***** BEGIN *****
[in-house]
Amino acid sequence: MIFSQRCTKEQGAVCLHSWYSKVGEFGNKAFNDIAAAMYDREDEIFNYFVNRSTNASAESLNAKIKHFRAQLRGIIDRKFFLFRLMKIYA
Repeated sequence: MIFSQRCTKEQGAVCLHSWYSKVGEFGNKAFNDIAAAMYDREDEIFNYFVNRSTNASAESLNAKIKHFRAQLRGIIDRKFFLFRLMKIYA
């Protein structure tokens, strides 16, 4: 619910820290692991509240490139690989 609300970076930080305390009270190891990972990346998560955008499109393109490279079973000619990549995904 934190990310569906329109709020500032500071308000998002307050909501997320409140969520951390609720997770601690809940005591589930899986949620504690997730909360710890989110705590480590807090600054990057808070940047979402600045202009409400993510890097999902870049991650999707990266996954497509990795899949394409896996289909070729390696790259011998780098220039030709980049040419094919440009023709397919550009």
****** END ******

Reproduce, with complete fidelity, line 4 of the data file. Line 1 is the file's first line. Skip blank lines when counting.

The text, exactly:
């Protein structure tokens, strides 16, 4: 619910820290692991509240490139690989 609300970076930080305390009270190891990972990346998560955008499109393109490279079973000619990549995904 934190990310569906329109709020500032500071308000998002307050909501997320409140969520951390609720997770601690809940005591589930899986949620504690997730909360710890989110705590480590807090600054990057808070940047979402600045202009409400993510890097999902870049991650999707990266996954497509990795899949394409896996289909070729390696790259011998780098220039030709980049040419094919440009023709397919550009």